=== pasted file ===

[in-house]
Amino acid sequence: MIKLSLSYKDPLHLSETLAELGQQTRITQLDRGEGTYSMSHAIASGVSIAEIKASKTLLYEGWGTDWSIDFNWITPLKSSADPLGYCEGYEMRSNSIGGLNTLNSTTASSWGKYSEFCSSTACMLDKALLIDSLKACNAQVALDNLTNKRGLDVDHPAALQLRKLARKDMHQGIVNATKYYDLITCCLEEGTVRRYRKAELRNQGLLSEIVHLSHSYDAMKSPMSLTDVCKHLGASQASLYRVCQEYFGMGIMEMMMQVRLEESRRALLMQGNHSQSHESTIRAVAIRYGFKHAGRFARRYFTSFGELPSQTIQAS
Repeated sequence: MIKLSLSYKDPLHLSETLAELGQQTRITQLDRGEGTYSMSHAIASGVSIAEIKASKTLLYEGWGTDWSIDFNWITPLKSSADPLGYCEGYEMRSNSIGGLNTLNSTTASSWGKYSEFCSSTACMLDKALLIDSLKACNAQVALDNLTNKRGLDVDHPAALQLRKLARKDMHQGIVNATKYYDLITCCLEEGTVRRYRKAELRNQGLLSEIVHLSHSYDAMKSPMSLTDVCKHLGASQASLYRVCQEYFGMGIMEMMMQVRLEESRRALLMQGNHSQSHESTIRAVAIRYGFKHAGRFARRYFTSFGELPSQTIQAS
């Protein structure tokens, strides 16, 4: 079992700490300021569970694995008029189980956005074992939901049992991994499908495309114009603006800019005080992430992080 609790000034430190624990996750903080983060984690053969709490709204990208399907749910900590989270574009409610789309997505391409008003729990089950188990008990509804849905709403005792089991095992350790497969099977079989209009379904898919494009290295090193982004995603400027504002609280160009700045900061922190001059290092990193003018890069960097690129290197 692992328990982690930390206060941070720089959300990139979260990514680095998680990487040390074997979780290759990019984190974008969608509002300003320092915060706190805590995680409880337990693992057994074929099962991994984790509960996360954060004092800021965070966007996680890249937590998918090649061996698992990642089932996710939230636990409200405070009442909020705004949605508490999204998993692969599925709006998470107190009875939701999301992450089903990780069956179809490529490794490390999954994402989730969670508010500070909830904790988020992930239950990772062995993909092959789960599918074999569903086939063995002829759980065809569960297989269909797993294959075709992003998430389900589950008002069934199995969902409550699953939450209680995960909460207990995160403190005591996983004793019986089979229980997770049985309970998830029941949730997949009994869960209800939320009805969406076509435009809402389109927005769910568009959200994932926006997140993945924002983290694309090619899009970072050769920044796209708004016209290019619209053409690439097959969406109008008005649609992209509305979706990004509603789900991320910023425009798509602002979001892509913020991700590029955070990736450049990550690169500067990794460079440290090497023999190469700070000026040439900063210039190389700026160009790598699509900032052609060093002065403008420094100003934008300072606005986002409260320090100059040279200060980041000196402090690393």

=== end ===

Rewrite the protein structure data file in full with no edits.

[in-house]
Amino acid sequence: MIKLSLSYKDPLHLSETLAELGQQTRITQLDRGEGTYSMSHAIASGVSIAEIKASKTLLYEGWGTDWSIDFNWITPLKSSADPLGYCEGYEMRSNSIGGLNTLNSTTASSWGKYSEFCSSTACMLDKALLIDSLKACNAQVALDNLTNKRGLDVDHPAALQLRKLARKDMHQGIVNATKYYDLITCCLEEGTVRRYRKAELRNQGLLSEIVHLSHSYDAMKSPMSLTDVCKHLGASQASLYRVCQEYFGMGIMEMMMQVRLEESRRALLMQGNHSQSHESTIRAVAIRYGFKHAGRFARRYFTSFGELPSQTIQAS
Repeated sequence: MIKLSLSYKDPLHLSETLAELGQQTRITQLDRGEGTYSMSHAIASGVSIAEIKASKTLLYEGWGTDWSIDFNWITPLKSSADPLGYCEGYEMRSNSIGGLNTLNSTTASSWGKYSEFCSSTACMLDKALLIDSLKACNAQVALDNLTNKRGLDVDHPAALQLRKLARKDMHQGIVNATKYYDLITCCLEEGTVRRYRKAELRNQGLLSEIVHLSHSYDAMKSPMSLTDVCKHLGASQASLYRVCQEYFGMGIMEMMMQVRLEESRRALLMQGNHSQSHESTIRAVAIRYGFKHAGRFARRYFTSFGELPSQTIQAS
């Protein structure tokens, strides 16, 4: 079992700490300021569970694995008029189980956005074992939901049992991994499908495309114009603006800019005080992430992080 609790000034430190624990996750903080983060984690053969709490709204990208399907749910900590989270574009409610789309997505391409008003729990089950188990008990509804849905709403005792089991095992350790497969099977079989209009379904898919494009290295090193982004995603400027504002609280160009700045900061922190001059290092990193003018890069960097690129290197 692992328990982690930390206060941070720089959300990139979260990514680095998680990487040390074997979780290759990019984190974008969608509002300003320092915060706190805590995680409880337990693992057994074929099962991994984790509960996360954060004092800021965070966007996680890249937590998918090649061996698992990642089932996710939230636990409200405070009442909020705004949605508490999204998993692969599925709006998470107190009875939701999301992450089903990780069956179809490529490794490390999954994402989730969670508010500070909830904790988020992930239950990772062995993909092959789960599918074999569903086939063995002829759980065809569960297989269909797993294959075709992003998430389900589950008002069934199995969902409550699953939450209680995960909460207990995160403190005591996983004793019986089979229980997770049985309970998830029941949730997949009994869960209800939320009805969406076509435009809402389109927005769910568009959200994932926006997140993945924002983290694309090619899009970072050769920044796209708004016209290019619209053409690439097959969406109008008005649609992209509305979706990004509603789900991320910023425009798509602002979001892509913020991700590029955070990736450049990550690169500067990794460079440290090497023999190469700070000026040439900063210039190389700026160009790598699509900032052609060093002065403008420094100003934008300072606005986002409260320090100059040279200060980041000196402090690393």